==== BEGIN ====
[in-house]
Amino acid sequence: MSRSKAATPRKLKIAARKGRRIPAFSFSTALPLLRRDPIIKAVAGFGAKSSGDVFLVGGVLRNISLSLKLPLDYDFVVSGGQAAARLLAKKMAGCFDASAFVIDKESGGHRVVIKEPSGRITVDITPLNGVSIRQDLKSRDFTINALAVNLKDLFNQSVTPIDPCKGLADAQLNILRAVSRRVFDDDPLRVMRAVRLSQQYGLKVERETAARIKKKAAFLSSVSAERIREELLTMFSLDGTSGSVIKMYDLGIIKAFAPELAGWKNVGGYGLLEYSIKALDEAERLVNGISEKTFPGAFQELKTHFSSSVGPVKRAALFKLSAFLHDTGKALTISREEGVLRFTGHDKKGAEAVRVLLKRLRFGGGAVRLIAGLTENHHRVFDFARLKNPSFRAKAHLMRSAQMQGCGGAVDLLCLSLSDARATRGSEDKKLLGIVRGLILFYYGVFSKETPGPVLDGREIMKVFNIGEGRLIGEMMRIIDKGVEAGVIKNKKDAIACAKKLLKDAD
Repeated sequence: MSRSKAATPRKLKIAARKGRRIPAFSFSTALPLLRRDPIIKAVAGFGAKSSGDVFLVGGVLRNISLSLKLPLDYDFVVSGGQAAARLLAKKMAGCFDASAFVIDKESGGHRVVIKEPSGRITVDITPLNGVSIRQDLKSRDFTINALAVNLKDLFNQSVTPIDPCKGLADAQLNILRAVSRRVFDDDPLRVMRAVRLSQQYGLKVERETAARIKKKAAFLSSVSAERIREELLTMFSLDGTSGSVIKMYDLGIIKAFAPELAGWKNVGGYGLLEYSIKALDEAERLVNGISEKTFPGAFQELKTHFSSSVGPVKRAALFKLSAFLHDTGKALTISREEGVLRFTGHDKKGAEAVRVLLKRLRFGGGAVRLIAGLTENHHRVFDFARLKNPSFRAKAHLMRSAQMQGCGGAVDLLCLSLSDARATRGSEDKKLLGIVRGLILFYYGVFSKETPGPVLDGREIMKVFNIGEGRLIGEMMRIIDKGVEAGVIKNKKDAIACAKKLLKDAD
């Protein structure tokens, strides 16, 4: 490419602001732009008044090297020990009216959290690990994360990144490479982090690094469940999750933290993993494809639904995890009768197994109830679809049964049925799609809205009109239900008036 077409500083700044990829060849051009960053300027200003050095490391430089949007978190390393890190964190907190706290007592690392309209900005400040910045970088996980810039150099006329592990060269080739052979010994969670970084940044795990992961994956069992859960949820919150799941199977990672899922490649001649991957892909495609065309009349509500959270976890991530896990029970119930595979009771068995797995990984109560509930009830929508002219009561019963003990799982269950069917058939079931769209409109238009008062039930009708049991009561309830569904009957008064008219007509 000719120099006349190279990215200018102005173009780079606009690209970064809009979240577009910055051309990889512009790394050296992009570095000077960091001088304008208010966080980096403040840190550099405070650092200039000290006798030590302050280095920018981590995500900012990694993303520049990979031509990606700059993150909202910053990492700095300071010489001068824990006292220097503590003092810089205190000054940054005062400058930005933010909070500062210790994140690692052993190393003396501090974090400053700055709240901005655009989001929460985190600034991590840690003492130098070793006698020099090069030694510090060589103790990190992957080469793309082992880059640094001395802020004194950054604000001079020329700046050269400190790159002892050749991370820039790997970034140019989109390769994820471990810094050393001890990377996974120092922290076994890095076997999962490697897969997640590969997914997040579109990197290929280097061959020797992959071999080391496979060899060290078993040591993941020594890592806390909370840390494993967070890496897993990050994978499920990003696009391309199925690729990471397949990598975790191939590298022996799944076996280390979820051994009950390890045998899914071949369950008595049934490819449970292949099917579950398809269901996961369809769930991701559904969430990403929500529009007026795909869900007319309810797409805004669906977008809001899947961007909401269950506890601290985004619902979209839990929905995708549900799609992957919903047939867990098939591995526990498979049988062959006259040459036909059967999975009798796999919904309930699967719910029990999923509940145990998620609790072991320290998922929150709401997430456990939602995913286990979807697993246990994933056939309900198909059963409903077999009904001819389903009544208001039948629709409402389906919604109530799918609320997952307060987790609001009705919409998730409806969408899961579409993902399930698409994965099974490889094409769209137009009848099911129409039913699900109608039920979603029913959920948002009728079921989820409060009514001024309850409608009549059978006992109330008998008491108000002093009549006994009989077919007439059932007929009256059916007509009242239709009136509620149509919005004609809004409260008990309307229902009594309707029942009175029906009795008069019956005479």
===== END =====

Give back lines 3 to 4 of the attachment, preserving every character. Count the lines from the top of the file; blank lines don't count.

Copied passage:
Repeated sequence: MSRSKAATPRKLKIAARKGRRIPAFSFSTALPLLRRDPIIKAVAGFGAKSSGDVFLVGGVLRNISLSLKLPLDYDFVVSGGQAAARLLAKKMAGCFDASAFVIDKESGGHRVVIKEPSGRITVDITPLNGVSIRQDLKSRDFTINALAVNLKDLFNQSVTPIDPCKGLADAQLNILRAVSRRVFDDDPLRVMRAVRLSQQYGLKVERETAARIKKKAAFLSSVSAERIREELLTMFSLDGTSGSVIKMYDLGIIKAFAPELAGWKNVGGYGLLEYSIKALDEAERLVNGISEKTFPGAFQELKTHFSSSVGPVKRAALFKLSAFLHDTGKALTISREEGVLRFTGHDKKGAEAVRVLLKRLRFGGGAVRLIAGLTENHHRVFDFARLKNPSFRAKAHLMRSAQMQGCGGAVDLLCLSLSDARATRGSEDKKLLGIVRGLILFYYGVFSKETPGPVLDGREIMKVFNIGEGRLIGEMMRIIDKGVEAGVIKNKKDAIACAKKLLKDAD
């Protein structure tokens, strides 16, 4: 490419602001732009008044090297020990009216959290690990994360990144490479982090690094469940999750933290993993494809639904995890009768197994109830679809049964049925799609809205009109239900008036 077409500083700044990829060849051009960053300027200003050095490391430089949007978190390393890190964190907190706290007592690392309209900005400040910045970088996980810039150099006329592990060269080739052979010994969670970084940044795990992961994956069992859960949820919150799941199977990672899922490649001649991957892909495609065309009349509500959270976890991530896990029970119930595979009771068995797995990984109560509930009830929508002219009561019963003990799982269950069917058939079931769209409109238009008062039930009708049991009561309830569904009957008064008219007509 000719120099006349190279990215200018102005173009780079606009690209970064809009979240577009910055051309990889512009790394050296992009570095000077960091001088304008208010966080980096403040840190550099405070650092200039000290006798030590302050280095920018981590995500900012990694993303520049990979031509990606700059993150909202910053990492700095300071010489001068824990006292220097503590003092810089205190000054940054005062400058930005933010909070500062210790994140690692052993190393003396501090974090400053700055709240901005655009989001929460985190600034991590840690003492130098070793006698020099090069030694510090060589103790990190992957080469793309082992880059640094001395802020004194950054604000001079020329700046050269400190790159002892050749991370820039790997970034140019989109390769994820471990810094050393001890990377996974120092922290076994890095076997999962490697897969997640590969997914997040579109990197290929280097061959020797992959071999080391496979060899060290078993040591993941020594890592806390909370840390494993967070890496897993990050994978499920990003696009391309199925690729990471397949990598975790191939590298022996799944076996280390979820051994009950390890045998899914071949369950008595049934490819449970292949099917579950398809269901996961369809769930991701559904969430990403929500529009007026795909869900007319309810797409805004669906977008809001899947961007909401269950506890601290985004619902979209839990929905995708549900799609992957919903047939867990098939591995526990498979049988062959006259040459036909059967999975009798796999919904309930699967719910029990999923509940145990998620609790072991320290998922929150709401997430456990939602995913286990979807697993246990994933056939309900198909059963409903077999009904001819389903009544208001039948629709409402389906919604109530799918609320997952307060987790609001009705919409998730409806969408899961579409993902399930698409994965099974490889094409769209137009009848099911129409039913699900109608039920979603029913959920948002009728079921989820409060009514001024309850409608009549059978006992109330008998008491108000002093009549006994009989077919007439059932007929009256059916007509009242239709009136509620149509919005004609809004409260008990309307229902009594309707029942009175029906009795008069019956005479």